Playing Detective: Birth of New Star Provides Clues about Origin of the Solar System

On the night of January 23, 2004, Jay McNeil was in his backyard in Kentucky staring at the stars with his small telescope, as he had each night for years. While he watched, the patch of sky right next to the well-known gas cloud Messier 78 suddenly flared. McNeil, an amateur astronomer, had witnessed the birth of a star, a sight recorded by only two astronomers during the past century.

Intrigued with this new sight, McNeil contacted both star formation expert Bo Reipurth and Lowell Observatory. Within a few hours, follow-up observations were being made with the large telescope at the University of Hawaii as well as with the giant 8-meter Gemini telescope, also in Hawaii.

"The idea that this thing, first seen on my 3-inch telescope, which one can easily hold using one hand, would be observed, within 48 hours, by a telescope of 342 tons was absolutely staggering," McNeil commented in his interview with BBC News.

The star spotted by McNeil was born in a region where new stars flare, or flash brightly, about 100 million times over a period of a few months and then fade away. McNeil had watched the star bursting out of its placental nebula, the cloudlike mass of matter situated around the star. The star's flaring lit up the surrounding McNeil Nebula, allowing astronomers to look inside the nebula. By piecing together views of the sky taken automatically by telescopes over the past year, astronomers have concluded that the star was first visible last November.

The star, now known as V1647 Ori, is one of the youngest ever studied – less than a million years old, compared to the average star's age of 100 million years. It is also about the same mass as the sun, which is unusual for its young age. With the recent improvements in telescope technology, the evolution of V1647 Ori can be monitored with much greater accuracy and detail than any previous star has been.

After the star's discovery, David Weintraub of Vanderbilt University and Joel Kastner of Rochester Institute of Technology submitted emergency requests for viewing time on the orbiting Chandra X-ray Observatory. The two scientists chose to use the Chandray X-ray Observatory because X-rays are released during extremely violent natural events, and the flares of V1647 Ori could be more closely observed by looking at the X-ray release pattern.

Weintraub and Kastner observed V1647 Ori in March. They found that the star released more X-rays in early March while it was bright, and it released fewer X-rays in late March when it was fading. Ted Gibson in Hawaii also found that the X-ray strength was directly correlated with the flaring of the star.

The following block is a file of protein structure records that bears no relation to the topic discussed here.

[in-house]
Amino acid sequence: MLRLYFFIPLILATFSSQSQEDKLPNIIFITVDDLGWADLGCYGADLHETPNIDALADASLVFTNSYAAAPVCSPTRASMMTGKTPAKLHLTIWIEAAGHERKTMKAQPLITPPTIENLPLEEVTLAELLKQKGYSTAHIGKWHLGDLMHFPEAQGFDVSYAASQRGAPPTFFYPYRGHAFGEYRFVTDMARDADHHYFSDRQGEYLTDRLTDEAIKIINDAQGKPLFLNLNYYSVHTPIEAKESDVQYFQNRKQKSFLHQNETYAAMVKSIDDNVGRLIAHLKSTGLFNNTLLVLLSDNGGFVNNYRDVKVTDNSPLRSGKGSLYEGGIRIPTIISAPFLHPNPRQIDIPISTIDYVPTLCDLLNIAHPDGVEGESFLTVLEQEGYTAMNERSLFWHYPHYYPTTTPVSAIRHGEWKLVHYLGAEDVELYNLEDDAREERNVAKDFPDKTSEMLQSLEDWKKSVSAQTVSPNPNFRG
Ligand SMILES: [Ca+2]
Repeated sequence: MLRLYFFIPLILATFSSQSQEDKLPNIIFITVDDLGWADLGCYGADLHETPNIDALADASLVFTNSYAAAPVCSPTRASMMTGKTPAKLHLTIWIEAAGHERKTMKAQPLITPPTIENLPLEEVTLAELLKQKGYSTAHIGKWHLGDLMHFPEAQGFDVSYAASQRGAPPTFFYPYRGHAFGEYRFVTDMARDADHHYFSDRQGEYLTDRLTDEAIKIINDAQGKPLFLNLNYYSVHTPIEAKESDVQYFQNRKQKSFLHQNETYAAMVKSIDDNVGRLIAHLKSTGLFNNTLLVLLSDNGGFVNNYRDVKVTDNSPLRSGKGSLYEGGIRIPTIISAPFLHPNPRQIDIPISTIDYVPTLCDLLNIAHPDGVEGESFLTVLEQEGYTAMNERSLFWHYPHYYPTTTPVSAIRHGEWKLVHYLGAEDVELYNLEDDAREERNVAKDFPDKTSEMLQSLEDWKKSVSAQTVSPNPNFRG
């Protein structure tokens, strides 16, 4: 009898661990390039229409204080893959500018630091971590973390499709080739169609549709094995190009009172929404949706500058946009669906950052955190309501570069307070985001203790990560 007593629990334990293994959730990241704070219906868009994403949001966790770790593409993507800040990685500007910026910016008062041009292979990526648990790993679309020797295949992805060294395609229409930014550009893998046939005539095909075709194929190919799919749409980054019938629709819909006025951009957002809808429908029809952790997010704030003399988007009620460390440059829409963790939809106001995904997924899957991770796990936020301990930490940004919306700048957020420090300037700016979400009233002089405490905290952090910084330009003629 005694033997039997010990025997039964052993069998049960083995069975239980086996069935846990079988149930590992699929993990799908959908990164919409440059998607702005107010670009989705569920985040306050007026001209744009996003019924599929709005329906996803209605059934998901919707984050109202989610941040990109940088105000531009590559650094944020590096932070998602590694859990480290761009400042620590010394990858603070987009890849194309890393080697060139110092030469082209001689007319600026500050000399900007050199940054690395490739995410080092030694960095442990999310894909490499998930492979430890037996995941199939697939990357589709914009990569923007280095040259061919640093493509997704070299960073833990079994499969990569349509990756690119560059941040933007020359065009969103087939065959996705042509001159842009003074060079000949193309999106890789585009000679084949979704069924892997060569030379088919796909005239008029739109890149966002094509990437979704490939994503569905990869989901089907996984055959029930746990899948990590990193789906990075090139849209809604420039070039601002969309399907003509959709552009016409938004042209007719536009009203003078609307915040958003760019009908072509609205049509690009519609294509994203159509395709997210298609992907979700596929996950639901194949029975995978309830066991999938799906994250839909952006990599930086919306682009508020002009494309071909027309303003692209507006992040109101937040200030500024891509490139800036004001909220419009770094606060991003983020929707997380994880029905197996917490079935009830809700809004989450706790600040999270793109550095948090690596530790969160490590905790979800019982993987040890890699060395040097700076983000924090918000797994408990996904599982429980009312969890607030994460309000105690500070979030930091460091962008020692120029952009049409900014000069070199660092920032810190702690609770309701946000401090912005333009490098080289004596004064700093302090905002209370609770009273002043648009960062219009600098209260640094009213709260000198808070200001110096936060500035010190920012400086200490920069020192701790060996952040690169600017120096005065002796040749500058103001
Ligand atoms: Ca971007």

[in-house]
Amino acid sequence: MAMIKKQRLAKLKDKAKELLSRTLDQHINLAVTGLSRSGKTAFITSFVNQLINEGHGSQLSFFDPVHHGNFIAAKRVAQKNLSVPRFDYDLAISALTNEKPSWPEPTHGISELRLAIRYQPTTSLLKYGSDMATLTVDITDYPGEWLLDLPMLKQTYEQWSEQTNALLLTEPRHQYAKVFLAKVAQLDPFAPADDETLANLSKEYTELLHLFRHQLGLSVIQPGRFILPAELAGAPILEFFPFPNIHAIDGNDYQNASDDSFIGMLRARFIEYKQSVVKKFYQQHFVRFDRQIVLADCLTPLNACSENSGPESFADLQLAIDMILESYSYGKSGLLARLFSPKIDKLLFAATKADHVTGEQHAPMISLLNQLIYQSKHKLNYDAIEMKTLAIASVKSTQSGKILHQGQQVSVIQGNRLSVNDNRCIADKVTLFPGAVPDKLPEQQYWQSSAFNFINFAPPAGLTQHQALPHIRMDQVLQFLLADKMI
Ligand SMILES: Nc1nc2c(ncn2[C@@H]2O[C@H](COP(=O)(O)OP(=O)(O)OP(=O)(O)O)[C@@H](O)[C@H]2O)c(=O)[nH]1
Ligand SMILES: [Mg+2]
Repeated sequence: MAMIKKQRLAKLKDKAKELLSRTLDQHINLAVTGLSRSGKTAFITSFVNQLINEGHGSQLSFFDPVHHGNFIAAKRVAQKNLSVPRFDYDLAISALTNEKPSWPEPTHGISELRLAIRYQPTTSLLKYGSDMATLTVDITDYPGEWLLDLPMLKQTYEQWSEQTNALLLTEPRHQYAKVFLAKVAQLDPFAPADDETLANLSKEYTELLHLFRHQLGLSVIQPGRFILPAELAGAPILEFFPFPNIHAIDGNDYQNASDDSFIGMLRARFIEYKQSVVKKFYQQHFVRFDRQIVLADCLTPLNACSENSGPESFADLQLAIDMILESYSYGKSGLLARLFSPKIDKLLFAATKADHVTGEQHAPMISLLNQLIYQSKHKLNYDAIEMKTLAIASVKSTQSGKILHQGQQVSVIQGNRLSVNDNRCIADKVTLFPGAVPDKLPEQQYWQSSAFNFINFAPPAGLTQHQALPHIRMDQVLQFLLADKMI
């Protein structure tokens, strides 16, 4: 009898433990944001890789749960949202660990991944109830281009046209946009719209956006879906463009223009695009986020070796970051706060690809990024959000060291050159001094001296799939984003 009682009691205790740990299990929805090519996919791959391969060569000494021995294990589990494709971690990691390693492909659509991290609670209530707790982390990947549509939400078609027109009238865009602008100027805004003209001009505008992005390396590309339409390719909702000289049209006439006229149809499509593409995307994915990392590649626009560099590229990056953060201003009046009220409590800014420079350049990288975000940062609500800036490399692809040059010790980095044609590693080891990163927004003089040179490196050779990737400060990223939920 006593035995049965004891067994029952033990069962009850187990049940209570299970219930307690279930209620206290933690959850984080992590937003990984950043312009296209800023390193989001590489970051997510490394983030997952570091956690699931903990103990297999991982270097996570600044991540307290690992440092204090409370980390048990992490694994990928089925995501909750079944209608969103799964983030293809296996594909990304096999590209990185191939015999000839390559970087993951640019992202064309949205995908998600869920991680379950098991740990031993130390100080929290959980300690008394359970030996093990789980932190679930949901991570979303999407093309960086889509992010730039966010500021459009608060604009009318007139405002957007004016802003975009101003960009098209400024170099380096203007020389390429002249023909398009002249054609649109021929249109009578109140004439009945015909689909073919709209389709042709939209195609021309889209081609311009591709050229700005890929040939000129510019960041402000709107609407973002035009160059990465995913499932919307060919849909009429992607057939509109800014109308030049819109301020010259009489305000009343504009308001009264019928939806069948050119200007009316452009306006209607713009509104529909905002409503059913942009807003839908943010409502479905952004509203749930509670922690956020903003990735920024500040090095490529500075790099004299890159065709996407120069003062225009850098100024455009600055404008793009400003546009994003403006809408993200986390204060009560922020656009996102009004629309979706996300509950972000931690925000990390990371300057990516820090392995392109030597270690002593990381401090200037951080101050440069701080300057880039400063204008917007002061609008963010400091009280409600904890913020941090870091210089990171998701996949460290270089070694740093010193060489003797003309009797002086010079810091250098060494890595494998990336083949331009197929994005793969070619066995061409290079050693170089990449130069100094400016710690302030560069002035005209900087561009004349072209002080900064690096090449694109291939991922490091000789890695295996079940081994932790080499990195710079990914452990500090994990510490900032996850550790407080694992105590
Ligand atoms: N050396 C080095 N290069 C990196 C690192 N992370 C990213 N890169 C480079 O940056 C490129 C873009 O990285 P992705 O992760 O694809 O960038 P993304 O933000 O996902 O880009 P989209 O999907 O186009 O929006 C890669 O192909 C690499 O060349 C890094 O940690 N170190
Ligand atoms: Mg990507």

Currently, scientists think that X-ray production from stars is dependent on how fast the star spins and how fast heat energy is leaving the star.

However, the X-rays produced from V1647 Ori are much stronger than expected. Weintraub and Kastner have proposed that V1647 Ori contains a small disk around it made of gas and dust leftover from the star's formation. From this disk, planets may form. Flares of V1647 Ori may then occur because pieces of the disk's material fall onto the surface of the star, resulting in much more intense X-rays.

"The X-rays are produced and the magnetic field of the star gets tangled up with the magnetic field of the disk. Those two magnetic fields act like two ropes that get tangled up and twisted up, and the star is rotating faster than the disk is revolving. So those ropes get twisted and twisted and twisted until they snap," Weintraub explains, indicating how the protoplanetary disk may form into a planet.

If Weintraub and Kastner's hypothesis is valid, X-ray observation may help distinguish planets that have protoplanetary disks from those that do not. This hypothesis would also lead to improved theories about the formation of planets.

Jay McNeil's nightly study of the sky has led to a new hypothesis about the formation of our solar system. McNeil remains quite excited about his discovery, especially since he is an amateur astronomer and is one of millions of people who scan the skies nightly.

"I have spent countless hours seeking out the darkest of skies and peering into the largest of telescopes at distant galaxies," remarks McNeil. "So who would have known that I would take an image of a famous object with a small telescope from my back yard and find a sun-like star being born."

Further Reading

Jay McNeil's Original Report of Discovery:

McNeil's Log of Initial Sighting:

Chandra X-ray Observatory:

Lowell Observatory:

Theories of Planetary Formation:

Further Studies of V1647 Ori:

McNeil's Astrophotography:

JYI has received funding support from several sources, including the Burroughs Wellcome Fund, the National Science Foundation, and Duke University.
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